Bonn: German Development Institute / Deutsches Institut für Entwicklungspolitik (DIE) (The Current Column of 13 November 2015)
Bonn, 13 November 2015. The heads of state and government of the G20 are set to meet in Antalya from 15 to 16 November 2015 to address a range of issues, most notably the sustainable growth agenda and global financial market reforms. While these matters may appear technical in focus, they come down to hard issues of power politics. The G20 is intended to make global cooperation more inclusive by affording selected emerging economies a seat at the table. But has it become a club for the powerful? Where is the voice of the poorer countries, which are becoming increasingly important to the world economy? Developing economies should be given a stronger voice!
Promoting global financial stability, a global public good that is integral to the future of sustainable development, is one of the G20’s key objectives. The G20 summit makes us aware of just how significant a role emerging powers have in the world economy. However, countries with less economic and geopolitical influence are not sufficiently represented in the G20 and many other key forums. And this is despite the fact that the world’s economies are continuing to become interconnected at a rapid rate and that the recently adopted 2030 Agenda emphatically calls for more effective global partnership.
On an overall level, there is little momentum when it comes to encouraging greater participation for developing countries in global economic governance. For instance, there has still been no progress with the reform of the International Monetary Fund (IMF). In fact, when it comes to future trade issues, there has even been some regression. WTO negotiations are stalling and the trend of mega-regional agreements being concluded between major powers and dynamic emerging economies is increasingly side-lining key developing countries.
The problem is that, despite claims to the contrary, some changes in global governance do not really increase participation opportunities for developing countries. The recently implemented reforms to the Financial Stability Board (FSB) are a prime example. The FSB is a global body composed of representatives of finance ministries, central banks and supervisory authorities from 24 member states and the EU, as well as representatives of international financial institutions, standard-setting organisations, and financial market supervisors. The emerging economies have been involved in the FSB since 2009, following a corresponding G20 decision. It serves as a platform for discussing fundamental issues relating to financial stability and for coordinating efforts to regulate international financial markets. For instance, the FSB is overseeing the regulation and monitoring of the shadow banking industry, which played a central role in the last financial and economic crisis.
A review earlier this year of the FSB’s representative structure found that the following economies received more seats: Argentina, Indonesia, South Africa, Saudi Arabia and Turkey. However, this came at the expense of international institutions such as the World Bank and the IMF, who each had to give up a plenary seat.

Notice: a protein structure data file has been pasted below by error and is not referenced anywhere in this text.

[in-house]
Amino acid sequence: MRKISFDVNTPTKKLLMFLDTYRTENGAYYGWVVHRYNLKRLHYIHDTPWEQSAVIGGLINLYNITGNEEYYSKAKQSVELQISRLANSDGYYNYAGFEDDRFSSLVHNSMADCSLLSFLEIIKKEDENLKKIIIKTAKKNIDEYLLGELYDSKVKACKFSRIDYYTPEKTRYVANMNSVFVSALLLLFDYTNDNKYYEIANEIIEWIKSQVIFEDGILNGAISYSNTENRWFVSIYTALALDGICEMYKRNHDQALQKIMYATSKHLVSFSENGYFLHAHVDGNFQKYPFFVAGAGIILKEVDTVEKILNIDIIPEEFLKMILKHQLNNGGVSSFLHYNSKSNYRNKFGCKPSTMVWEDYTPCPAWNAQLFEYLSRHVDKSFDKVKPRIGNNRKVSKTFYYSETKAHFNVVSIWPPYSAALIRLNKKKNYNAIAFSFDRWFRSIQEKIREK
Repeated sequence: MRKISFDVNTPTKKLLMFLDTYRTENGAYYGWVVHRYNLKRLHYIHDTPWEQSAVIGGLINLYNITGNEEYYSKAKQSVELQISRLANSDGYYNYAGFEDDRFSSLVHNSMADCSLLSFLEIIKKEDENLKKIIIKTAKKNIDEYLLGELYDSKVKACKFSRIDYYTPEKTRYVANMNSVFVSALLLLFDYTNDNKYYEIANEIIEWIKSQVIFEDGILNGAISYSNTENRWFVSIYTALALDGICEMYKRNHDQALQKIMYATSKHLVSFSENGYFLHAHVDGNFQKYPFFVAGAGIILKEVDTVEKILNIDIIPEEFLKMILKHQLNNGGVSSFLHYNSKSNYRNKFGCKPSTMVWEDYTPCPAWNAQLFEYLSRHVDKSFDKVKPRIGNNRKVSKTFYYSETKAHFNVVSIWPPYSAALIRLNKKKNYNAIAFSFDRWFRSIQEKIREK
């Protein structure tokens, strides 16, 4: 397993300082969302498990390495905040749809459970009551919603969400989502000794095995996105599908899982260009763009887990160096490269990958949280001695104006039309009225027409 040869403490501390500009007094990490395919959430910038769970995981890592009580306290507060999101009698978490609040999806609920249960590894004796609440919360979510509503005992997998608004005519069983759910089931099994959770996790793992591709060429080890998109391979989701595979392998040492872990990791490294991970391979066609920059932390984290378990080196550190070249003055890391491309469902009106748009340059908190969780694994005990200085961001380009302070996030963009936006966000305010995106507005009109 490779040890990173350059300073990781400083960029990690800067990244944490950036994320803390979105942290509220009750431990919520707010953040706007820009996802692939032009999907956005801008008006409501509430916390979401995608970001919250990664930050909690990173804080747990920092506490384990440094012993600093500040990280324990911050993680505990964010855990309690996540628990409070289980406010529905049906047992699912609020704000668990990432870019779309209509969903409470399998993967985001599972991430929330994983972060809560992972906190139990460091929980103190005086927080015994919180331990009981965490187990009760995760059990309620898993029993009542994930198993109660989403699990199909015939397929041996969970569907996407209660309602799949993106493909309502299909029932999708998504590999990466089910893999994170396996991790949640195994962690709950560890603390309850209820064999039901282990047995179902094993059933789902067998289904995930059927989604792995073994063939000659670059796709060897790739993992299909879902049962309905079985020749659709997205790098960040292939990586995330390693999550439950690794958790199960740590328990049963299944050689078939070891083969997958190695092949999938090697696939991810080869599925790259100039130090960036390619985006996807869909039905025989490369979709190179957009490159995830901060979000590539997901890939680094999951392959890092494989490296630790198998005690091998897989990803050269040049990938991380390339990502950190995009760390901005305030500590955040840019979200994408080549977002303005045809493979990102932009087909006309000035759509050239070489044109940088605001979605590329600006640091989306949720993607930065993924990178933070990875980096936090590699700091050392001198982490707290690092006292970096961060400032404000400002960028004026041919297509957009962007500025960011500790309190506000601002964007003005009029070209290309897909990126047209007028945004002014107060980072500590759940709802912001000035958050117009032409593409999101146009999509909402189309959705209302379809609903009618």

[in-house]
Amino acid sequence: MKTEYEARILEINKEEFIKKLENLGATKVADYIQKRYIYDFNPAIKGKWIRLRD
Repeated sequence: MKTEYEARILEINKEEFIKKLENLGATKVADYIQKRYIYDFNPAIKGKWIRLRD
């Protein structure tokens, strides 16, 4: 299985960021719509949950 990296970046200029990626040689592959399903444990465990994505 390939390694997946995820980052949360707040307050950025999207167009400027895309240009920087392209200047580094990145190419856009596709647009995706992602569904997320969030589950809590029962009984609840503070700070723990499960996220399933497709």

Ultimately, the reforms served to reduce the number of seats afforded to institutions of which developing countries are regular members. This has weakened the very institutions that represent, at least to some extent, the views of developing countries. So, upon closer inspection, it becomes apparent that the FSB reforms primarily strengthen prominent emerging economies while bypassing less developed countries or even causing them to lose influence. The regional consultation groups are the only forums in which less developed nations can put their views forward.
Against the backdrop of current developments, the lack of initiatives to incorporate less developed countries into the global governance of the world economy is a real cause for concern. The Chinese powerhouse is showing worrying signs of faltering, and were China to reach crisis point, then developing countries in particular would be hard hit, as they have become heavily dependent on demand and investment from the country in the wake of the global financial crisis. What would happen? If the financial markets of developing countries were to become distorted, posing a potential risk to other country groups and financial markets, then the representatives of the relevant nations would be unable to coordinate efforts to prevent a fresh global financial crisis, as they have no seat at the table.
Looking ahead, global public goods will become increasingly important, and it will only be possible to protect and strengthen them with a new global partnership. We cannot assume that emerging economies represent the interests of developing countries, which is why the latter should be given a greater voice in key international forums and global economic governance institutions. Ensuring that their interests are promoted in important bodies by regional representatives and international institutions, or by mechanisms for cooperating with non-members in the spirit of the 2030 Agenda’s new global partnership (Sustainable Development Goal 17) would be a good starting point in this regard. It remains to be seen whether and how the G20 will advocate these reforms in the future – both in Antalya and during future G20 summits.